Loss and Damage / International climate finance

Breakthrough in loss and damage financing at COP27

Developing countries are already suffering from climate induced loss and damge. Photo: Muhammad Amdad Hossain Climate Visuals

COP27, which took place in November in Sharm el-Sheikh, Egypt, was characterized by one theme in particular: the increasingly frequent cases ofLoss and Damage related to climate change and its corresponding finance. So far, there is no clear finance structure in place for Loss and Damage. However, thanks to the persistent demands of the Global South and international civil society, decisions on financing arrangements took center stage at COP27. While COP27 also resulted in other financially relevant decisions, this article will focus on Loss and Damage finance.

Adoption of the agenda item on financing loss and damage

In the run-up to the negotiations, the Egyptian presidency appointed German State Secretary Jennifer Morgan and Chilean Environment Minister Maisa Rojas as co-facilitators to guide the countries toward a decision on Loss and Damage finance. This posed a major challenge, as the sides were firmly entrenched before COP27.

Yet the facilitators’ groundwork contributed to an initial success at the beginning of the COP: After thirty years of lobbying by the Alliance of Small Island Developing States (AOSIS), Least Developed Countries (LDCs) and the G77-China negotiating group – we will refer to these heavily overlapping groups as the “Global South” – the topic of climate change-related Loss and Damage finally featured on the agenda at COP27, in the form of agenda item 8f, “Matters relating to funding arrangements for addressing loss and damage”. This can be seen as a historic milestone for more climate justice that had been blocked for decades by the Global North (referring here to the traditional industrialized countries within the meaning of the Convention). However, the initial euphoria quickly subsided as Global North and South took strongly divergent positions in the negotiations. While the Global South initially called for a Finance Facility for Loss and Damage, the Global North rejected it, citing existing financing options (within and outside the UNFCCC), gaps that still need to be closed, and a combination of different solutions. However, all parties to the agreement reiterated the urgency of addressing Loss and Damage and acknowledged the funding gaps.

Historic breakthrough: the establishment of a fund and funding arrangements for loss and damage

After intense negotiations and two proposals from the G77 and China and the European Union (EU), the Parties reached the historic decision to establish a fund and associated funding arrangements for Loss and Damage. This was made possible by the tenacity and unity of the countries of the Global South and belated but influential support from the EU. The latter, also with the help of Germany, had moved forward very strongly and had persuaded the other countries of the Global North to agree to the final resolution. The constellation following the mid-term elections in the United States and increasingly visible losses and damages, as in the case of the monsoon-induced floods in Pakistan, likely had a positive influence here, and helped create a window of opportunity.

The approved fund is to be established next year. However, who will pay into it and who is entitled to receive and to what extent has yet to be decided. In the negotiations, the Global North aimed to focus on the most vulnerable countries, but without specifying it in more detail. This was vehemently opposed by the G77 and China. Such a focus, if interpreted very strictly, would have risked excluding countries such as Pakistan or Honduras, even though they are also heavily impacted by Loss and Damage. Ultimately, the decision used the relatively vague term “particularly vulnerable developing countries”, which is generally consistent with the approach to financial assistance already laid out in the UNFCCC. However, there is still a need for specification here and it would be useful to include prioritization and a comprehensible differentiation according to capacities for action, historical responsibility and vulnerability.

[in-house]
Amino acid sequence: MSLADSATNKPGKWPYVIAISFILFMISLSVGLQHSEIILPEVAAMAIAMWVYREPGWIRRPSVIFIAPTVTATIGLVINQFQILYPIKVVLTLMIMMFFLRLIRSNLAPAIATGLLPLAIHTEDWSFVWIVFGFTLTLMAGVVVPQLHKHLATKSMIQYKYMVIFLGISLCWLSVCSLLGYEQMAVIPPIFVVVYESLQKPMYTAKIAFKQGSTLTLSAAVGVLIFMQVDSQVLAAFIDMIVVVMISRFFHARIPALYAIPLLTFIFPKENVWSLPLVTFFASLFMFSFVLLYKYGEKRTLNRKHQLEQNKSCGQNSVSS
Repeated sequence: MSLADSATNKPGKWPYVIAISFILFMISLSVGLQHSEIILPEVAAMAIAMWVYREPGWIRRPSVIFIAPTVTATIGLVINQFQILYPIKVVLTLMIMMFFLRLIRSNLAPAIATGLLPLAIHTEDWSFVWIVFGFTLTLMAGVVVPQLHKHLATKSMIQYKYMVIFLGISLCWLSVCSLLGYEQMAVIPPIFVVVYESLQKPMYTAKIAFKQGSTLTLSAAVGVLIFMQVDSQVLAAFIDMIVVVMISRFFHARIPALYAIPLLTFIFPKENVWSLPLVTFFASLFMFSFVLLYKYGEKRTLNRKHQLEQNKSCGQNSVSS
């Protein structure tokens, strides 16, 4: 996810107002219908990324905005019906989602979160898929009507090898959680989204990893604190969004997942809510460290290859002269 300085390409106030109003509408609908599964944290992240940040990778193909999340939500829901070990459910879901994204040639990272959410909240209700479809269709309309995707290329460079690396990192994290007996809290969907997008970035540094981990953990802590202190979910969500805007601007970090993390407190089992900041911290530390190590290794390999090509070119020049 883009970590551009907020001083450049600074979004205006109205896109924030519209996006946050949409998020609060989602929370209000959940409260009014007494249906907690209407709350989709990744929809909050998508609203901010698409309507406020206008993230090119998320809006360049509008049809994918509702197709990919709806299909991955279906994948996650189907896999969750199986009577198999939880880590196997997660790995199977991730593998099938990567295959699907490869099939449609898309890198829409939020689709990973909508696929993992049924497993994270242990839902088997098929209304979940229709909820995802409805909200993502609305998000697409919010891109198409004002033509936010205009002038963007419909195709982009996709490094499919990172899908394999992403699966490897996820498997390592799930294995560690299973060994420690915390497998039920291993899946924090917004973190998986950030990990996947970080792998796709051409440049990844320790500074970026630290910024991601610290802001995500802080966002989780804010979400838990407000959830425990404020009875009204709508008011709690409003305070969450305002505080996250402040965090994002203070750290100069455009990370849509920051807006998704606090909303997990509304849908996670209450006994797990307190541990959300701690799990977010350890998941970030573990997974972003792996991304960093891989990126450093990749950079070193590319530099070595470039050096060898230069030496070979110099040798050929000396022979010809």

The countries of the Global South also insisted that the new financial commitments should be provided additional to adaptation finance, development cooperation and humanitarian assistance, and should be realized as grants, not loans. It is hoped that a dedicated fund for Loss and Damage will provide greater transparency on the contributions of contributor states and institutions and funds. With regard to contributor states, the discussions to date suggest that there could be an expansion of the usual contributor structures. This is also reflected in the text of the resolution, which names “expanding sources” and “other sources” as financing options (which also opens up options for innovative financing sources such as levies on CO2, fossil fuels, aviation and shipping), while not explicitly naming the traditional industrialized countries as primary contributors. This is underscored by the fact that the decision falls under both the United Nations Framework Convention on Climate Change (COP) and the Paris Climate Agreement (CMA). In the event of a double decision, the latter, more recent agreement is deemed to be the more legally relevant one. While the Paris Agreement continues to emphasize the fundamental financing obligations of the so-called developed countries in Article 9, it no longer specifies them in the country lists in the Annex to the Convention itself. Moreover, Article 9 refers only to climate finance for mitigation and adaptation, but not for Loss and Damage per se. It follows that the subdivision of funding responsibility could well differ for Loss and Damage. Central to this contributor-state discussion is the question of the role of relatively wealthy and, at the same time, emissions-relevant countries in the Global South such as China and the Gulf states.